This article appeared in the September 2010 edition of the DMI News & Views.

Copyright © 2010 Design Management Institute All Rights Reserved. No part of this work may be reproduced in any form without written permission from the copyright holder.

Feedback on DMI Viewpoints and article proposals are always welcome! Please email jtobin(at)


Shared ’cause I do care 4
Federico Hernandez-Ruiz

Incomplete Manifesto for Growth

Incomplete Manifesto for Growth
    1. Allow events to change you.
      You have to be willing to grow. Growth is different from something that happens to you. You produce it. You live it. The prerequisites for growth: the openness to experience events and the willingness to be changed by them. 
    2. Forget about good.
      Good is a known quantity. Good is what we all agree on. Growth is not necessarily good. Growth is an exploration of unlit recesses that may or may not yield to our research. As long as you stick to good you’ll never have real growth. 
    3. Process is more important than outcome.
      When the outcome drives the process we will only ever go to where we’ve already been. If process drives outcome we may not know where we’re going, but we will know we want to be there. 
    4. Love your experiments (as you would an ugly child).
      Joy is the engine of growth. Exploit the liberty in casting your work as beautiful experiments, iterations, attempts, trials, and errors. Take the long view and allow yourself the fun of failure every day. 
    5. Go deep.
      The deeper you go the more likely you will discover something of value. 
    6. Capture accidents.
      The wrong answer is the right answer in search of a different question. Collect wrong answers as part of the process. Ask different questions. 
    7. Study.
      A studio is a place of study. Use the necessity of production as an excuse to study. Everyone will benefit. 
    8. Drift.
      Allow yourself to wander aimlessly. Explore adjacencies. Lack judgment. Postpone criticism. 
    9. Begin anywhere.
      John Cage tells us that not knowing where to begin is a common form of paralysis. His advice: begin anywhere.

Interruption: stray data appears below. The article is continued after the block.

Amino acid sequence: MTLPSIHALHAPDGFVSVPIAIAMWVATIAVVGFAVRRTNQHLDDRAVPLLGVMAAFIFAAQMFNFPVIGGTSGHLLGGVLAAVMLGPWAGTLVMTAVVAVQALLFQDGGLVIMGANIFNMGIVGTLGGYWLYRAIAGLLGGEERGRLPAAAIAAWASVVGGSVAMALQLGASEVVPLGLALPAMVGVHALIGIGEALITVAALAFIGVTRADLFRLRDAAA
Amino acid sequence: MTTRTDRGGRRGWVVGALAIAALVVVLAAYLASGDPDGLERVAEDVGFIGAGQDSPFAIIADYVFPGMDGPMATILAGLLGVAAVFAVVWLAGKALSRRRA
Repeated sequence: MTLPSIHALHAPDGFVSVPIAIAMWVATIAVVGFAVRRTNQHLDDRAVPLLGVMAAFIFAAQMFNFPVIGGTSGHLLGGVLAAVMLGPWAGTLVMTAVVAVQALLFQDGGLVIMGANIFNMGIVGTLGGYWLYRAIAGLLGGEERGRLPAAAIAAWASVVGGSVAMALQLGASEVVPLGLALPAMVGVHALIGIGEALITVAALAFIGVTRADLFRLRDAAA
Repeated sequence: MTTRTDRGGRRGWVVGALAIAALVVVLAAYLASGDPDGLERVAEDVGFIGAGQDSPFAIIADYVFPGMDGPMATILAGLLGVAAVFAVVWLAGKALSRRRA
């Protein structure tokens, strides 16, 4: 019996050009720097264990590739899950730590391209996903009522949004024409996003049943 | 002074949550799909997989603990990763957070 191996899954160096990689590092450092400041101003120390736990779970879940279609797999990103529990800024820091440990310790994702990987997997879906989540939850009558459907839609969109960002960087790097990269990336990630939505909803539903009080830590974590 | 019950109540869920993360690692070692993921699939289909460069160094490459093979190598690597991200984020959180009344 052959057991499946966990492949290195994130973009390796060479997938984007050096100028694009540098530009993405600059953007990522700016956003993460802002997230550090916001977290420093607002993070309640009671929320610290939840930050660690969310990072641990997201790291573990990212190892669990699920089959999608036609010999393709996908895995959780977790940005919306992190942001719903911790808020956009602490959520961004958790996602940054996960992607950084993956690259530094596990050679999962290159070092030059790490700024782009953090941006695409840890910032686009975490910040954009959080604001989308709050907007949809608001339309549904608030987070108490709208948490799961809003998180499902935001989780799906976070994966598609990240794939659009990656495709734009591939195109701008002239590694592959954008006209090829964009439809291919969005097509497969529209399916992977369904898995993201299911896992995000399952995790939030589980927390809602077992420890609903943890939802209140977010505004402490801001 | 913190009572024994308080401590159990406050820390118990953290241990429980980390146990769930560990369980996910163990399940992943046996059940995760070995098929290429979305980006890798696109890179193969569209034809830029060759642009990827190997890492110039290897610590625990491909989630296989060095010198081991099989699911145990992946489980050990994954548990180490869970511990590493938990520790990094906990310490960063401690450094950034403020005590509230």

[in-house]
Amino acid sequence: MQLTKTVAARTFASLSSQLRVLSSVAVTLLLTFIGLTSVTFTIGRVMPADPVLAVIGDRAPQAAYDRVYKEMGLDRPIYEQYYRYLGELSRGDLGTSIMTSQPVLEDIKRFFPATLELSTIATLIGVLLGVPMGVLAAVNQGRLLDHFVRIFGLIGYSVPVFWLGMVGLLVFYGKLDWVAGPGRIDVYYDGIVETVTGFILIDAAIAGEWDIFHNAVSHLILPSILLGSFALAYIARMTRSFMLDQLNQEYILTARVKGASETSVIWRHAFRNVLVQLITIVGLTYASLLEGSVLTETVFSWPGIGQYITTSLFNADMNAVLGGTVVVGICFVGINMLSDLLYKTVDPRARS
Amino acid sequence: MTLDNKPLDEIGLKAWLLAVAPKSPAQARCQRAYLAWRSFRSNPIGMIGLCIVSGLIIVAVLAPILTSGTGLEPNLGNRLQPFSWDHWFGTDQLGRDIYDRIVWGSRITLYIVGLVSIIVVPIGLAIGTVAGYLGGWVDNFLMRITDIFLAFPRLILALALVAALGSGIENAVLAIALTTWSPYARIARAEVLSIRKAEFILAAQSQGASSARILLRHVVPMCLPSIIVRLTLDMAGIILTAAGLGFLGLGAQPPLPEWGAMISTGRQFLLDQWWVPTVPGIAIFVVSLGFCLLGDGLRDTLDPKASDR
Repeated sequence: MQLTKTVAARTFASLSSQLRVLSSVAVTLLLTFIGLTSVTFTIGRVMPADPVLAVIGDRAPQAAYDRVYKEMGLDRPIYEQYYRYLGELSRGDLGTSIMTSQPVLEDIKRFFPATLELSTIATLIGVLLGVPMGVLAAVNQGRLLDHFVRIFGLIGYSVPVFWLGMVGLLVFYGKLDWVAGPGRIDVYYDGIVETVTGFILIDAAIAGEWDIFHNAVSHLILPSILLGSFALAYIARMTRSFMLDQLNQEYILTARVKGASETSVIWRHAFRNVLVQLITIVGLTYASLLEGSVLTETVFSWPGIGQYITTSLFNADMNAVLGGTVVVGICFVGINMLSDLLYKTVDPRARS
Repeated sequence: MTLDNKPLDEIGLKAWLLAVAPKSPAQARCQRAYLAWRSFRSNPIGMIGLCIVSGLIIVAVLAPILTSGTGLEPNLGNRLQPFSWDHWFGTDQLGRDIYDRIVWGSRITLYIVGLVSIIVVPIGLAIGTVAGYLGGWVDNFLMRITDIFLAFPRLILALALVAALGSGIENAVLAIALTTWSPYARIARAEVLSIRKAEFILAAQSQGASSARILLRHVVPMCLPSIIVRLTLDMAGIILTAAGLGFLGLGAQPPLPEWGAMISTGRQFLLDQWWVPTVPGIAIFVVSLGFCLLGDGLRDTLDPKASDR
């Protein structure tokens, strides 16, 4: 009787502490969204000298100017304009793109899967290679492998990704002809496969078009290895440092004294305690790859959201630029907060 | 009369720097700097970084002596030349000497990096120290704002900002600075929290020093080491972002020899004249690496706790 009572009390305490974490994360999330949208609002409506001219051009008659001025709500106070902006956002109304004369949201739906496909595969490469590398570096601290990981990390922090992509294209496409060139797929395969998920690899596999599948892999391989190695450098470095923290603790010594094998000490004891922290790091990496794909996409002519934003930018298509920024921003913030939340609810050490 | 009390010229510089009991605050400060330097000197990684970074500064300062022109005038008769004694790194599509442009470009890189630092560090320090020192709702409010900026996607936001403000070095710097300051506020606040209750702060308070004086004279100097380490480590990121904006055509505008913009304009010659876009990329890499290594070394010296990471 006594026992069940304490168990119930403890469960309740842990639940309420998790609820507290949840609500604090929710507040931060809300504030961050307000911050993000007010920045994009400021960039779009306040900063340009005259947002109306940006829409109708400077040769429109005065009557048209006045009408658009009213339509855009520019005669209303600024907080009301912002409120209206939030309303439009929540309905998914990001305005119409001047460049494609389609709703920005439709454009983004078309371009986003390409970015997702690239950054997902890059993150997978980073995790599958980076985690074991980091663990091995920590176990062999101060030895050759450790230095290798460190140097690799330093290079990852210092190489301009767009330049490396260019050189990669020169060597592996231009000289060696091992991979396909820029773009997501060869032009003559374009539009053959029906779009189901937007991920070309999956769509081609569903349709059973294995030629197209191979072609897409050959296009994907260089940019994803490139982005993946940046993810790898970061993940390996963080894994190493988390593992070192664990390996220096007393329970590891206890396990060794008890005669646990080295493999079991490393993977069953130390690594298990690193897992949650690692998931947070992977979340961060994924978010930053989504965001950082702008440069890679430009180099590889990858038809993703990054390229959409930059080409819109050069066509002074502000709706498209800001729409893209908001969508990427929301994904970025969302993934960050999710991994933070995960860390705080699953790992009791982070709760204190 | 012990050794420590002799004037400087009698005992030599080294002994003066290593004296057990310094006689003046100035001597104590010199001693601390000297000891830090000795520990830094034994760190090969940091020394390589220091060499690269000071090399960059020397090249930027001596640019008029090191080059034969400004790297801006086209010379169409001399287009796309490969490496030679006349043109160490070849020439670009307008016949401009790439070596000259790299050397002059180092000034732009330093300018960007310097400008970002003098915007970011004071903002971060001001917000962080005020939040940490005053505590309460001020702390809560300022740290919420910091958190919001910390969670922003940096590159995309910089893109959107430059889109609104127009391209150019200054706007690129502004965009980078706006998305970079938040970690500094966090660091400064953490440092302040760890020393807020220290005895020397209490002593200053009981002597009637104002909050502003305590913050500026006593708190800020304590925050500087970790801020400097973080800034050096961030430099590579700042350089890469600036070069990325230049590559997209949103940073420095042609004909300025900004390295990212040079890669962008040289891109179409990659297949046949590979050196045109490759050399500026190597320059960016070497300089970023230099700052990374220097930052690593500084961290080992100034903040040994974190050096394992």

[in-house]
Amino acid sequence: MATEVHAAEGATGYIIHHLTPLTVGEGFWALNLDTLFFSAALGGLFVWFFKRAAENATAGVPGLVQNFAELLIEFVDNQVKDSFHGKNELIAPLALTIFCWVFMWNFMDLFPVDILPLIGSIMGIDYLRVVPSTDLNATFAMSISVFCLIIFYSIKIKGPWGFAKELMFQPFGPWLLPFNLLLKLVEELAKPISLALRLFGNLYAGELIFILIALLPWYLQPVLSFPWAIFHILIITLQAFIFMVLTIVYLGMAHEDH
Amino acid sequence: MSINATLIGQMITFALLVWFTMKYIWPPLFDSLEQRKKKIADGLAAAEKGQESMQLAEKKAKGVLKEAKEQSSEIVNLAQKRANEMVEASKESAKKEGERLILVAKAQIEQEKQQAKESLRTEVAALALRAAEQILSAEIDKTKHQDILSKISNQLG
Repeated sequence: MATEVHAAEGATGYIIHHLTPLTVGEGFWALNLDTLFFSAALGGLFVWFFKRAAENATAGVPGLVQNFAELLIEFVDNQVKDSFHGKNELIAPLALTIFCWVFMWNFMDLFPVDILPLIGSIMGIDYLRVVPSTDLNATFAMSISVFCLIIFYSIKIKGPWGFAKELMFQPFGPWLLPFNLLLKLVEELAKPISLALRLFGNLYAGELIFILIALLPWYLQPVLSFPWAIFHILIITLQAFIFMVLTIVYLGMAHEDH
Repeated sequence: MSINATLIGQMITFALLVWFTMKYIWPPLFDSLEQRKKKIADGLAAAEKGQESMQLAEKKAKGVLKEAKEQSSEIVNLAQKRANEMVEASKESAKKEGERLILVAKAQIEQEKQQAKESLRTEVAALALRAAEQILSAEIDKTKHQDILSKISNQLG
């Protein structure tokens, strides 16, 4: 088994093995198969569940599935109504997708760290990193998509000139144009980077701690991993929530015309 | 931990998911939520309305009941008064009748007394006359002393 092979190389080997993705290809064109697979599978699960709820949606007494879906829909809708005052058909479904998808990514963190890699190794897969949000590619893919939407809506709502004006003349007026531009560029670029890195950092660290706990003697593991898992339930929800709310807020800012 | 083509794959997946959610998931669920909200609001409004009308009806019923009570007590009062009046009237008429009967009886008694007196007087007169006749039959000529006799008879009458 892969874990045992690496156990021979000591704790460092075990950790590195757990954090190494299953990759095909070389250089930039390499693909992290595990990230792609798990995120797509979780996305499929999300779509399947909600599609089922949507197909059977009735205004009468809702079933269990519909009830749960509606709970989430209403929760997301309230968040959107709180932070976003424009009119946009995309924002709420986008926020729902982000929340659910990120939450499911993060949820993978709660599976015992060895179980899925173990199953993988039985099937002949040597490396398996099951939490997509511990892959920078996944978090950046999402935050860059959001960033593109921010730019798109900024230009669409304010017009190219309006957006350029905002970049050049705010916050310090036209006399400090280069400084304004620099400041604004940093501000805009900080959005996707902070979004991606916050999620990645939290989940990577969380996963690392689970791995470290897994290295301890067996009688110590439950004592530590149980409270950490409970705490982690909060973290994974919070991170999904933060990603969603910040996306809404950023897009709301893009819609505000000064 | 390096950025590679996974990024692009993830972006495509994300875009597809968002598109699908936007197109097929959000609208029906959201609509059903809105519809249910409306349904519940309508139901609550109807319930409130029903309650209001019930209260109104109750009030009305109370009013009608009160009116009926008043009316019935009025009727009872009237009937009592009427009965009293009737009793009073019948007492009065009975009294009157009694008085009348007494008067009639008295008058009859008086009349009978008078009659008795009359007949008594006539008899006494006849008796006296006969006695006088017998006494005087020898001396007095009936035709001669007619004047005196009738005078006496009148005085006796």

10. Everyone is a leader.
      Growth happens. Whenever it does, allow it to emerge. Learn to follow when it makes sense. Let anyone lead. 
    11. Harvest ideas.
      Edit applications. Ideas need a dynamic, fluid, generous environment to sustain life. Applications, on the other hand, benefit from critical rigor. Produce a high ratio of ideas to applications. 
    12. Keep moving.
      The market and its operations have a tendency to reinforce success. Resist it. Allow failure and migration to be part of your practice. 
    13. Slow down.
      Desynchronize from standard time frames and surprising opportunities may present themselves. 
    14. Don’t be cool.
      Cool is conservative fear dressed in black. Free yourself from limits of this sort. 
    15. Ask stupid questions.
      Growth is fueled by desire and innocence. Assess the answer, not the question. Imagine learning throughout your life at the rate of an infant. 
    16. Collaborate.
      The space between people working together is filled with conflict, friction, strife, exhilaration, delight, and vast creative potential. 
    17. ____________________.
      Intentionally left blank. Allow space for the ideas you haven’t had yet, and for the ideas of others. 
    18. Stay up late.
      Strange things happen when you’ve gone too far, been up too long, worked too hard, and you’re separated from the rest of the world. 
    19. Work the metaphor.
      Every object has the capacity to stand for something other than what is apparent. Work on what it stands for. 
    20. Be careful to take risks.
      Time is genetic. Today is the child of yesterday and the parent of tomorrow. The work you produce today will create your future. 
    21. Repeat yourself.
      If you like it, do it again. If you don’t like it, do it again. 
    22. Make your own tools.
      Hybridize your tools in order to build unique things. Even simple tools that are your own can yield entirely new avenues of exploration. Remember, tools amplify our capacities, so even a small tool can make a big difference. 
    23. Stand on someone’s shoulders.
      You can travel farther carried on the accomplishments of those who came before you. And the view is so much better. 
    24. Avoid software.
      The problem with software is that everyone has it. 
    25. Don’t clean your desk.
      You might find something in the morning that you can’t see tonight. 
    26. Don’t enter awards competitions.
      Just don’t. It’s not good for you. 
    27. Read only left-hand pages.